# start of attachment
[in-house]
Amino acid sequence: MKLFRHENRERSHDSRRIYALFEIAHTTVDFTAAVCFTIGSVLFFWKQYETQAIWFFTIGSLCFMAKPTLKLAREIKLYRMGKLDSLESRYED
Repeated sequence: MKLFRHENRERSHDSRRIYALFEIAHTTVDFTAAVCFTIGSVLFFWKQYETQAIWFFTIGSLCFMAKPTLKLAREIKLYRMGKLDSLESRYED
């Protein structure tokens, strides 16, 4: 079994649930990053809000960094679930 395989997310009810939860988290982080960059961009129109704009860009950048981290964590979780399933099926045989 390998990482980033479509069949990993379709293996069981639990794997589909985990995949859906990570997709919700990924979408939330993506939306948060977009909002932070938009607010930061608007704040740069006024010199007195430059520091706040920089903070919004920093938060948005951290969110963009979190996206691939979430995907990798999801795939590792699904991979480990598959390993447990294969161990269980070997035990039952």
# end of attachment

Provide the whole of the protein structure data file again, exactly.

[in-house]
Amino acid sequence: MKLFRHENRERSHDSRRIYALFEIAHTTVDFTAAVCFTIGSVLFFWKQYETQAIWFFTIGSLCFMAKPTLKLAREIKLYRMGKLDSLESRYED
Repeated sequence: MKLFRHENRERSHDSRRIYALFEIAHTTVDFTAAVCFTIGSVLFFWKQYETQAIWFFTIGSLCFMAKPTLKLAREIKLYRMGKLDSLESRYED
């Protein structure tokens, strides 16, 4: 079994649930990053809000960094679930 395989997310009810939860988290982080960059961009129109704009860009950048981290964590979780399933099926045989 390998990482980033479509069949990993379709293996069981639990794997589909985990995949859906990570997709919700990924979408939330993506939306948060977009909002932070938009607010930061608007704040740069006024010199007195430059520091706040920089903070919004920093938060948005951290969110963009979190996206691939979430995907990798999801795939590792699904991979480990598959390993447990294969161990269980070997035990039952």